Author(s) name:

Žan Girandon, Pia Groleger, Luka Pleskovič

Company Name:



concept design

Project description:

The product Dodola is an installation of intricately shaped filtration modules which purifies water of contaminants as small as bacteria, thereby leaving behind only the desired constituents such as minerals.

It’s made of clay, mixed with organic material and fired in a way which increases its porosity by a manyfold. Stemming from material experimentation, the process of form exploration began with the help of generative design and 3D clay printing technology.

The goal was to generate forms that would act as scaffolding for the water, enable and improve water permeability and enable water movement and its upwards directed flow.

To take advantage of hydraulic pressure under the surface, the underwater objects were designed to enable water absorption through the entire surface of the structure.

To increase the permeability of water, the filter was designed by incorporation of the gyroid minimal surface, which can also be observed in beetle shells and the paths of a butterfly’s wings mid-flight.

The structure used in the water filter increases the area of permeability by a manyfold, which consequently accelerates the water filtration. Furthermore, using this structure makes the objects statically reinforced.

The flow of the water is used to turn the filters, which then transfers the water from a lower to a higher plane through an Archimedes screw. By using the flow of water to power the rotation of the filters, the device can be installed even in remote areas where there are no power connections.

What makes it smart / innovative?:

Dodola is a product where design had the most important role, it was used to offer an alternative to already existing ceramic water filters which aren’t either sustainable or viable in terms of effectiveness.

It was also used to develop a product which would be long lasting, efficient and would promote decentralized and radically sustainable solutions.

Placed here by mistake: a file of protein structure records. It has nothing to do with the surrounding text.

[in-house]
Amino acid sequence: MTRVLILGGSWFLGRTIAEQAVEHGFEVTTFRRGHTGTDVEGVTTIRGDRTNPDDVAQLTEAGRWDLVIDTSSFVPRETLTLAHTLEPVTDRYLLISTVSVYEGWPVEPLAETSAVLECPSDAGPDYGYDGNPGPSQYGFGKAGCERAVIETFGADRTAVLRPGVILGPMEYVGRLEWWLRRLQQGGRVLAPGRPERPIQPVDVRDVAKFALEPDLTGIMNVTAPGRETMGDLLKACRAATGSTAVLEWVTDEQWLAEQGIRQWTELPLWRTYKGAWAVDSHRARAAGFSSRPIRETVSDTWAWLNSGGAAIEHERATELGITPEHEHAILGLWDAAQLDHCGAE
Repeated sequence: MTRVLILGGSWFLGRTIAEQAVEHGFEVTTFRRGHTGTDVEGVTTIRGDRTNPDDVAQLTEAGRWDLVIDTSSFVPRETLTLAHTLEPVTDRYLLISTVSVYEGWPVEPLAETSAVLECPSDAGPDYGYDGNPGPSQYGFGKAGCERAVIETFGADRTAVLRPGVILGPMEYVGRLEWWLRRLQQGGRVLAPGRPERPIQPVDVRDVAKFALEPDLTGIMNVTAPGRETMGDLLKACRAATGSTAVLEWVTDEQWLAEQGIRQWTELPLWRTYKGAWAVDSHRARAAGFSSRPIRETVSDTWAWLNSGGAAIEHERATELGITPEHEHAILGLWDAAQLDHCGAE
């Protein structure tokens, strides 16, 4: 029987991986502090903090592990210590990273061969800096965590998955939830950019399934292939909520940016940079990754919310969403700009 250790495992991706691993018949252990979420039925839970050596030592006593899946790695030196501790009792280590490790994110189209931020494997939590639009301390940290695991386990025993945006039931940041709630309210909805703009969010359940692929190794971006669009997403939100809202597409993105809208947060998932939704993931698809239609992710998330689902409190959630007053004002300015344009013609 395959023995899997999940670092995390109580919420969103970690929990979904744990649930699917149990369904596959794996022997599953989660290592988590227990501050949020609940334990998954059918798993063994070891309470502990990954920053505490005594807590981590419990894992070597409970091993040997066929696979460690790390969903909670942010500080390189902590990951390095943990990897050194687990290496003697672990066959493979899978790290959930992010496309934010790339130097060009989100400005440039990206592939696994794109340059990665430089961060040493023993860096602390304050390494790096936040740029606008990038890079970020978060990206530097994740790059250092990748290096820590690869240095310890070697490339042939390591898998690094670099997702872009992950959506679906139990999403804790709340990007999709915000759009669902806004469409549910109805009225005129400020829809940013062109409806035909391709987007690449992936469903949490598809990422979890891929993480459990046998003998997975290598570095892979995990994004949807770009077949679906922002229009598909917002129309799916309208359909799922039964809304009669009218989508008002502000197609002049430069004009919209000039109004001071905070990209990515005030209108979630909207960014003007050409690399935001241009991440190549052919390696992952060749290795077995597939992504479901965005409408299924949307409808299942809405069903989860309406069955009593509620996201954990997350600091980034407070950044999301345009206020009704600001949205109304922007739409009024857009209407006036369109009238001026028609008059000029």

All materials used are sustainable, natural and locally found. The clay can be collected in nearby forests and the saw dust is obtained from local woodworkers.

The 3D clay printing technology doesn’t create any material waste during the production. The final product needs very little maintenance and no additional parts.

Furthermore it is autonomous and doesn’t need electricity to function. All of the software used for production of the Dodola (Blender, Cura) are available to the public.

Principles used for designing Dodola were all taken from already widely known knowledge and practices and were integrated into the final solution.

The whole process and research findings are shared with the public at the exhibition and online platforms. But most importantly Dodola is a solution which could be shared to various countries by being open-source and could be produced locally.

Why is it relevant for the final user?:

Dodolas are designed for areas that the public water supply doesn’t reach effectively.

Since they are susceptible to political, economical and environmental disturbances, people can’t always rely on centralized solutions when it comes down to basic needs, therefore alternatives to these systems are crucial for resilience.

This communally managed and owned system we designed can empower communities and make them more resilient and self-sufficient.

The system is tailored to people’s needs and habits instead of relying on people changing their way of life to enable the design.

At the same time the purpose of the project isn’t only to offer a sustainable water filter but also to encourage users and all other stakeholders to be aware of the problems connected to water, not just in areas where this is already well known but also in areas which are contaminated contrary to belief in purity of the water that is available there.

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